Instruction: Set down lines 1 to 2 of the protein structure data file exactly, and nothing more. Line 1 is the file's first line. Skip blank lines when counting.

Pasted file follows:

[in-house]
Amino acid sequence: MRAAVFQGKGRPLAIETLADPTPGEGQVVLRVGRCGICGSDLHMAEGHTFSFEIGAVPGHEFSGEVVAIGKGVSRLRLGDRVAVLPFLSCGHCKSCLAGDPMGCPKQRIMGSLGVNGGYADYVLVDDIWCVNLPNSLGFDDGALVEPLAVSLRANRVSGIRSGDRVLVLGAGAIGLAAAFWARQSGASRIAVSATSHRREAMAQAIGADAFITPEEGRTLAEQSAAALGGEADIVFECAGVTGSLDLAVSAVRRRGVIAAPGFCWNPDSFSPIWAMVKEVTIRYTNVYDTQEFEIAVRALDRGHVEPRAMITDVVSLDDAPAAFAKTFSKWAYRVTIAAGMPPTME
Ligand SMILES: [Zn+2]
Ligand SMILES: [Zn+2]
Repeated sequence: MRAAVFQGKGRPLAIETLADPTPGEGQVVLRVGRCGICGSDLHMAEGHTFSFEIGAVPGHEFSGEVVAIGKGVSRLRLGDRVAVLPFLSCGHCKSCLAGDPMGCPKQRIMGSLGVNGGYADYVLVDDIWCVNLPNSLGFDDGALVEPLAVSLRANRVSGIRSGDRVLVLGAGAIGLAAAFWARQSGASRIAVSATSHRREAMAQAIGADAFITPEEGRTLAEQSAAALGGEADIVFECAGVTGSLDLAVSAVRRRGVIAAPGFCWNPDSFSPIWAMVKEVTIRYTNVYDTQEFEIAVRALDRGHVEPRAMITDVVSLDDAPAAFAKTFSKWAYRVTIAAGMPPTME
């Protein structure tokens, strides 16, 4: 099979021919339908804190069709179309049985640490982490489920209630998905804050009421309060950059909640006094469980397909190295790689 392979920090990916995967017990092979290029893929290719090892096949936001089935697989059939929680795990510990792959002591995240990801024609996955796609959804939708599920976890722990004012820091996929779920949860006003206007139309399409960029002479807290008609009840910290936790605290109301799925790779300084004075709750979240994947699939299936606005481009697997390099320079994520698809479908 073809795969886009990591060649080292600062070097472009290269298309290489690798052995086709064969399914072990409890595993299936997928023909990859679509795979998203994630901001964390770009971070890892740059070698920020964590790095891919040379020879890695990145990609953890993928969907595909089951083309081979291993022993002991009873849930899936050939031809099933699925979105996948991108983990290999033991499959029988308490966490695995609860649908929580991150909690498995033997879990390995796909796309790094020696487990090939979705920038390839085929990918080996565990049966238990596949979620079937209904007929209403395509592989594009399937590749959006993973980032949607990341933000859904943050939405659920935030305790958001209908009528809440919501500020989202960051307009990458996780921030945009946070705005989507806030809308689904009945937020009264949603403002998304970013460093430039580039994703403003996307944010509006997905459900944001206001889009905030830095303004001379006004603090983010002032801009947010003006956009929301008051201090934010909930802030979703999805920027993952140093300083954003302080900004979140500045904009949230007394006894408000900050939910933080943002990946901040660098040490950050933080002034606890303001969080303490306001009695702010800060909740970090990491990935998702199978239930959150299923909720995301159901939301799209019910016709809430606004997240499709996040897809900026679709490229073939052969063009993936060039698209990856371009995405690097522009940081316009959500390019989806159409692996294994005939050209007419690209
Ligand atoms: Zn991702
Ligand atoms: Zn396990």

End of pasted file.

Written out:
[in-house]
Amino acid sequence: MRAAVFQGKGRPLAIETLADPTPGEGQVVLRVGRCGICGSDLHMAEGHTFSFEIGAVPGHEFSGEVVAIGKGVSRLRLGDRVAVLPFLSCGHCKSCLAGDPMGCPKQRIMGSLGVNGGYADYVLVDDIWCVNLPNSLGFDDGALVEPLAVSLRANRVSGIRSGDRVLVLGAGAIGLAAAFWARQSGASRIAVSATSHRREAMAQAIGADAFITPEEGRTLAEQSAAALGGEADIVFECAGVTGSLDLAVSAVRRRGVIAAPGFCWNPDSFSPIWAMVKEVTIRYTNVYDTQEFEIAVRALDRGHVEPRAMITDVVSLDDAPAAFAKTFSKWAYRVTIAAGMPPTME